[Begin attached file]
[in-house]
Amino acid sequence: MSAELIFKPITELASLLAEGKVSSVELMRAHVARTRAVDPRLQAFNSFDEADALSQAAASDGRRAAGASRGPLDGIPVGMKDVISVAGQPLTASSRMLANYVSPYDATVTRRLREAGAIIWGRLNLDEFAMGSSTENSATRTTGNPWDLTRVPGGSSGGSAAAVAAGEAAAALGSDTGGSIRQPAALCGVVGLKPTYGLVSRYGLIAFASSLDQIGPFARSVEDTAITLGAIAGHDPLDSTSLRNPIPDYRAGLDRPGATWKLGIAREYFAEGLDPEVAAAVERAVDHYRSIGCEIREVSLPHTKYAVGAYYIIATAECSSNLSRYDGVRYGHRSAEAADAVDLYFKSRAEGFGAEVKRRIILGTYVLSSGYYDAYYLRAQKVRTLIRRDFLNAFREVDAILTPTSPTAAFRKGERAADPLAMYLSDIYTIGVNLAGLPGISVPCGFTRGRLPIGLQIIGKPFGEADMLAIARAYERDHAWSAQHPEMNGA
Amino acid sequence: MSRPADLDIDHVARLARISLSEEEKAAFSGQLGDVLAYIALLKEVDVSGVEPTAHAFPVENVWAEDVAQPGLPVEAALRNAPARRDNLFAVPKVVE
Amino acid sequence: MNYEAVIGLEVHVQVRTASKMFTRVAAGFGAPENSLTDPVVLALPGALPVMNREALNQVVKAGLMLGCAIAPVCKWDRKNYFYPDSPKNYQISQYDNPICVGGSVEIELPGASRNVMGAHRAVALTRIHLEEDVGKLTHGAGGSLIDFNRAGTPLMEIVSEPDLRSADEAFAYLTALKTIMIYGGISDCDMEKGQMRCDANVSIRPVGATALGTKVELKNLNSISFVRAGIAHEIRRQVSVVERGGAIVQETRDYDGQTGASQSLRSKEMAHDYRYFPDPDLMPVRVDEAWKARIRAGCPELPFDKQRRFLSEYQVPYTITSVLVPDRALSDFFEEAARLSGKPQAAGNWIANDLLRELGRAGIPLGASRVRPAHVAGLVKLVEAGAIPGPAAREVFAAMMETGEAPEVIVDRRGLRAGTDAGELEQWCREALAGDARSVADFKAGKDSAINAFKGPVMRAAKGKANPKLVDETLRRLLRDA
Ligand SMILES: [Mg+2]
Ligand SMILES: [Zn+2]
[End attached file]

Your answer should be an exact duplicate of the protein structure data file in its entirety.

[in-house]
Amino acid sequence: MSAELIFKPITELASLLAEGKVSSVELMRAHVARTRAVDPRLQAFNSFDEADALSQAAASDGRRAAGASRGPLDGIPVGMKDVISVAGQPLTASSRMLANYVSPYDATVTRRLREAGAIIWGRLNLDEFAMGSSTENSATRTTGNPWDLTRVPGGSSGGSAAAVAAGEAAAALGSDTGGSIRQPAALCGVVGLKPTYGLVSRYGLIAFASSLDQIGPFARSVEDTAITLGAIAGHDPLDSTSLRNPIPDYRAGLDRPGATWKLGIAREYFAEGLDPEVAAAVERAVDHYRSIGCEIREVSLPHTKYAVGAYYIIATAECSSNLSRYDGVRYGHRSAEAADAVDLYFKSRAEGFGAEVKRRIILGTYVLSSGYYDAYYLRAQKVRTLIRRDFLNAFREVDAILTPTSPTAAFRKGERAADPLAMYLSDIYTIGVNLAGLPGISVPCGFTRGRLPIGLQIIGKPFGEADMLAIARAYERDHAWSAQHPEMNGA
Amino acid sequence: MSRPADLDIDHVARLARISLSEEEKAAFSGQLGDVLAYIALLKEVDVSGVEPTAHAFPVENVWAEDVAQPGLPVEAALRNAPARRDNLFAVPKVVE
Amino acid sequence: MNYEAVIGLEVHVQVRTASKMFTRVAAGFGAPENSLTDPVVLALPGALPVMNREALNQVVKAGLMLGCAIAPVCKWDRKNYFYPDSPKNYQISQYDNPICVGGSVEIELPGASRNVMGAHRAVALTRIHLEEDVGKLTHGAGGSLIDFNRAGTPLMEIVSEPDLRSADEAFAYLTALKTIMIYGGISDCDMEKGQMRCDANVSIRPVGATALGTKVELKNLNSISFVRAGIAHEIRRQVSVVERGGAIVQETRDYDGQTGASQSLRSKEMAHDYRYFPDPDLMPVRVDEAWKARIRAGCPELPFDKQRRFLSEYQVPYTITSVLVPDRALSDFFEEAARLSGKPQAAGNWIANDLLRELGRAGIPLGASRVRPAHVAGLVKLVEAGAIPGPAAREVFAAMMETGEAPEVIVDRRGLRAGTDAGELEQWCREALAGDARSVADFKAGKDSAINAFKGPVMRAAKGKANPKLVDETLRRLLRDA
Ligand SMILES: [Mg+2]
Ligand SMILES: [Zn+2]